Military Judge Col. Gregory Gross issued an order Thursday requiring the accused Fort Hood shooter, Maj. Nidal Hasan, to be clean shaven or forcibly shaved for future court appearances.
The court order follows months of Hasan's refusal to shave his beard, which is a violation of Army grooming regulations.
Since July, Gross has found Hasan in contempt of court six times, fining him $1000 each time, before removing him from the courtroom.
Hasan spoke in defense of his beard during the most recent contempt proceeding, telling the judge last week that the beard was an expression of Hasan's Muslim faith.
"When I stand before God, I am individually responsible for my actions," he said.
Thursday, the defense tried to make its case to allow Hasan to keep his beard under the Religious Freedom Restoration Act.
The federal law ensures the government does not burden an individual's right to exercise their religion. However, the act says an exception can be made for the "furtherance of compelling government interest."
Lead defense attorney Lt. Col. Kris Poppe argued Hasan was growing his beard as a "sincere" expression of his religious belief. Poppe presented a memorandum from the U.S. Army Training and Doctrine Command's Imam Maj. Hulwe, stating Hasan's desire for growing a beard is a "sincere, personal religious conviction."
Poppe said Hasan had been in court 28 times before Thursday and had never made an outburst. Poppe said his client has no intention of using his beard to disrupt the court.
"If the motivation was there, surely it would have manifested itself," Poppe said, adding that the act of shaving his beard would leave Hasan in a "perilous religious state."
The prosecution argued Hasan's beard was not a religious expression, but rather an attempt to not only disrupt proceedings, but to disguise Hasan to prevent identification by witnesses during the court martial.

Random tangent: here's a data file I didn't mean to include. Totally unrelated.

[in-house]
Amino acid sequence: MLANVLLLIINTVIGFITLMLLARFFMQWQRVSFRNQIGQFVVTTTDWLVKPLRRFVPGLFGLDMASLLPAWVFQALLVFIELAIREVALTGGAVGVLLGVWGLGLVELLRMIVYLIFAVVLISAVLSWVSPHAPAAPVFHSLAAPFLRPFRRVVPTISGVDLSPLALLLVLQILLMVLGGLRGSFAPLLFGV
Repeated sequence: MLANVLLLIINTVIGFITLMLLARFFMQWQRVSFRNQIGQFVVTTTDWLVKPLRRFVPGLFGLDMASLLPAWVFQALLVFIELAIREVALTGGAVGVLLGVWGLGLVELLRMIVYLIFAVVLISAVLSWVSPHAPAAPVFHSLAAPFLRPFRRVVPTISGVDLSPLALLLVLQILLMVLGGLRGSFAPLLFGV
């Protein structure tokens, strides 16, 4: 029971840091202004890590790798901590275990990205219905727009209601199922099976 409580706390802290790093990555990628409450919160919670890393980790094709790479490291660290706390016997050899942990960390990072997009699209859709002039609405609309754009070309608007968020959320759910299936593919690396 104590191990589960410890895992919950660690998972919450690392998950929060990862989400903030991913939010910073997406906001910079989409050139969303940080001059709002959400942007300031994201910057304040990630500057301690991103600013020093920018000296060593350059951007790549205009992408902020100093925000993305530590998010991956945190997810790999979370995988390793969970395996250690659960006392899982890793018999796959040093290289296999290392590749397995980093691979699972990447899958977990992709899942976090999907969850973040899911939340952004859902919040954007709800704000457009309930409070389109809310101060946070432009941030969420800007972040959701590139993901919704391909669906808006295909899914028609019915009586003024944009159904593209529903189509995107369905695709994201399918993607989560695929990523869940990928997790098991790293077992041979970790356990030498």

Poppe countered by pointing out that Hasan agreed in January to take full responsibility for his actions.
Hasan also filed an August motion to plead guilty to all charges. Under military law, the judge is not allowed to accept a guilty plea for charges which carry the punishment of the death penalty.
Hasan faces 13 counts of premeditated murder and 32 counts of attempted premeditated murder. If convicted, he could indeed face capital punishment.
In addition to these arguments, prosecutor Maj. Larry Downend said Hasan's beard was a manifestation of an outward desire to affiliate himself with the Mujahideen. The prosecution submitted a recording and transcript of a conversation Hasan had with Al Jezeera in July 2011 while in jail.
Downend said Hasan apologized to the Mujahideen for being part of an "illegal organization," referring to the U.S. Army, and pledged his allegiance to Al Jezeera.
The defense argued the conversation was not reflective of the current state of Hasan's religious beliefs, since the conversation took place last year.
The judge ended the hearing with an order that Hasan be forcibly shaven. Gross found the Religious Freedom Restoration Act did apply to the case, however the defense failed to meet its burden.
Even with the judge's order, Hasan will not be forcibly shaven yet.
The defense may now file a petition of extraordinary relief with the Army Court of Criminal Appeals, to have Gross' order reversed.
Hasan's court proceedings will be delayed until the appeals' court decision is made. At that time, either side may still appeal the decision to the highest military court, the U.S. Court of Appeals for the Armed Forces.